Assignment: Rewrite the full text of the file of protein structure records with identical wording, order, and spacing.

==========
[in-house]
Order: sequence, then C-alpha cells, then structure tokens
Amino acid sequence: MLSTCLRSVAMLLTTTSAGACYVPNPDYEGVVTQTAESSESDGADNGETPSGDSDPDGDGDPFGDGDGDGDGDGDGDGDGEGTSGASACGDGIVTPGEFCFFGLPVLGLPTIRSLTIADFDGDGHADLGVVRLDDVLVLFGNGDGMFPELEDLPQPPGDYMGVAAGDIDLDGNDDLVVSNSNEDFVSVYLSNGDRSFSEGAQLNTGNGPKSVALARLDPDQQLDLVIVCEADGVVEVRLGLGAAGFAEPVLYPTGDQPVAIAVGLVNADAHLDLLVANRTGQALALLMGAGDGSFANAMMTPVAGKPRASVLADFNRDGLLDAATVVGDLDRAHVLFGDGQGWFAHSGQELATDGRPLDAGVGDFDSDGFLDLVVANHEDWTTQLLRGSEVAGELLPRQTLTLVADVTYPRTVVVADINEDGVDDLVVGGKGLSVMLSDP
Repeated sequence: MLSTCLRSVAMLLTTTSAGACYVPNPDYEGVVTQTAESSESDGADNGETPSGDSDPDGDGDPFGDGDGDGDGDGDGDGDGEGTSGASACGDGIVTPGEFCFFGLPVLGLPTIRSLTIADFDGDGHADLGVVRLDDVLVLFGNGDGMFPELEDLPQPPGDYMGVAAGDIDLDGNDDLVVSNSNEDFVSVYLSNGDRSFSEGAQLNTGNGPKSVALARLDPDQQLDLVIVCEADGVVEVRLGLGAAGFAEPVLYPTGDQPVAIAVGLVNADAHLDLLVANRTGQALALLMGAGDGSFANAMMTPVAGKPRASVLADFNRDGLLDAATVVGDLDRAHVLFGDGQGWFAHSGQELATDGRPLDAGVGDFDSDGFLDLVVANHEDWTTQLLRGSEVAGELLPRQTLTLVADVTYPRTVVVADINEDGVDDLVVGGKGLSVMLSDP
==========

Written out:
[in-house]
Order: sequence, then C-alpha cells, then structure tokens
Amino acid sequence: MLSTCLRSVAMLLTTTSAGACYVPNPDYEGVVTQTAESSESDGADNGETPSGDSDPDGDGDPFGDGDGDGDGDGDGDGDGEGTSGASACGDGIVTPGEFCFFGLPVLGLPTIRSLTIADFDGDGHADLGVVRLDDVLVLFGNGDGMFPELEDLPQPPGDYMGVAAGDIDLDGNDDLVVSNSNEDFVSVYLSNGDRSFSEGAQLNTGNGPKSVALARLDPDQQLDLVIVCEADGVVEVRLGLGAAGFAEPVLYPTGDQPVAIAVGLVNADAHLDLLVANRTGQALALLMGAGDGSFANAMMTPVAGKPRASVLADFNRDGLLDAATVVGDLDRAHVLFGDGQGWFAHSGQELATDGRPLDAGVGDFDSDGFLDLVVANHEDWTTQLLRGSEVAGELLPRQTLTLVADVTYPRTVVVADINEDGVDDLVVGGKGLSVMLSDP
Repeated sequence: MLSTCLRSVAMLLTTTSAGACYVPNPDYEGVVTQTAESSESDGADNGETPSGDSDPDGDGDPFGDGDGDGDGDGDGDGDGEGTSGASACGDGIVTPGEFCFFGLPVLGLPTIRSLTIADFDGDGHADLGVVRLDDVLVLFGNGDGMFPELEDLPQPPGDYMGVAAGDIDLDGNDDLVVSNSNEDFVSVYLSNGDRSFSEGAQLNTGNGPKSVALARLDPDQQLDLVIVCEADGVVEVRLGLGAAGFAEPVLYPTGDQPVAIAVGLVNADAHLDLLVANRTGQALALLMGAGDGSFANAMMTPVAGKPRASVLADFNRDGLLDAATVVGDLDRAHVLFGDGQGWFAHSGQELATDGRPLDAGVGDFDSDGFLDLVVANHEDWTTQLLRGSEVAGELLPRQTLTLVADVTYPRTVVVADINEDGVDDLVVGGKGLSVMLSDP